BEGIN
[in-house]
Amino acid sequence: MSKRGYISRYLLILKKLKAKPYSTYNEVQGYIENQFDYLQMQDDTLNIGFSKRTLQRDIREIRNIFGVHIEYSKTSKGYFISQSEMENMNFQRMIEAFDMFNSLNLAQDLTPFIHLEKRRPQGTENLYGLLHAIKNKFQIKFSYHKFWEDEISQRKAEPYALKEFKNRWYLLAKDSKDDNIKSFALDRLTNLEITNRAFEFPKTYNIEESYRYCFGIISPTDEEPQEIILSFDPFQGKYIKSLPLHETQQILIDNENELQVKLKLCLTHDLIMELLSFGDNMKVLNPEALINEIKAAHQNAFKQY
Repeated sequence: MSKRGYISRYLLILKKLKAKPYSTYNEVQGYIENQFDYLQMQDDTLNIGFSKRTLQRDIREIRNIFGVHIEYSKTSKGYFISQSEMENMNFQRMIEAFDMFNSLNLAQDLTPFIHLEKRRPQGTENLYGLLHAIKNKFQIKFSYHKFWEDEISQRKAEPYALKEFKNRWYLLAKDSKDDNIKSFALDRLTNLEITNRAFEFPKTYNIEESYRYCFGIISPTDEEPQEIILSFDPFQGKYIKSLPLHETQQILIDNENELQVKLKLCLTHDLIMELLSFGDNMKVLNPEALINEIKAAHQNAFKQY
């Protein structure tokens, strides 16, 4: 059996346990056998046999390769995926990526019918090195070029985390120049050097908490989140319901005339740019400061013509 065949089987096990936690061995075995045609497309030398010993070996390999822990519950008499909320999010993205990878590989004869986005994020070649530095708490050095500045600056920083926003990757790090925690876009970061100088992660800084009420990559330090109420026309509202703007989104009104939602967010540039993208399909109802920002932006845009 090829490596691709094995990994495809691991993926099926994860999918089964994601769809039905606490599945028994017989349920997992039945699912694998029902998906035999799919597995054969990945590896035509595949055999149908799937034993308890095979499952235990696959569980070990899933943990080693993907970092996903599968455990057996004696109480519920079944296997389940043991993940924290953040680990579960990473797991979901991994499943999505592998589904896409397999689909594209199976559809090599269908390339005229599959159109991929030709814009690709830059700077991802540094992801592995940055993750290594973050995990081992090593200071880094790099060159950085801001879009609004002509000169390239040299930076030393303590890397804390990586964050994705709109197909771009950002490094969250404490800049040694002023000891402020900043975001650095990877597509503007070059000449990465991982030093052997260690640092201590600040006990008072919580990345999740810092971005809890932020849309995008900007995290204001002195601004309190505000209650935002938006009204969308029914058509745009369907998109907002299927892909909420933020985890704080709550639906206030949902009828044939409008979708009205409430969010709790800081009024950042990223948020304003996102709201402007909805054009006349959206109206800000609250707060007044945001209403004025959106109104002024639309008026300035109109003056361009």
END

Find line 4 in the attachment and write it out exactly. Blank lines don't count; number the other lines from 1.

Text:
């Protein structure tokens, strides 16, 4: 059996346990056998046999390769995926990526019918090195070029985390120049050097908490989140319901005339740019400061013509 065949089987096990936690061995075995045609497309030398010993070996390999822990519950008499909320999010993205990878590989004869986005994020070649530095708490050095500045600056920083926003990757790090925690876009970061100088992660800084009420990559330090109420026309509202703007989104009104939602967010540039993208399909109802920002932006845009 090829490596691709094995990994495809691991993926099926994860999918089964994601769809039905606490599945028994017989349920997992039945699912694998029902998906035999799919597995054969990945590896035509595949055999149908799937034993308890095979499952235990696959569980070990899933943990080693993907970092996903599968455990057996004696109480519920079944296997389940043991993940924290953040680990579960990473797991979901991994499943999505592998589904896409397999689909594209199976559809090599269908390339005229599959159109991929030709814009690709830059700077991802540094992801592995940055993750290594973050995990081992090593200071880094790099060159950085801001879009609004002509000169390239040299930076030393303590890397804390990586964050994705709109197909771009950002490094969250404490800049040694002023000891402020900043975001650095990877597509503007070059000449990465991982030093052997260690640092201590600040006990008072919580990345999740810092971005809890932020849309995008900007995290204001002195601004309190505000209650935002938006009204969308029914058509745009369907998109907002299927892909909420933020985890704080709550639906206030949902009828044939409008979708009205409430969010709790800081009024950042990223948020304003996102709201402007909805054009006349959206109206800000609250707060007044945001209403004025959106109104002024639309008026300035109109003056361009």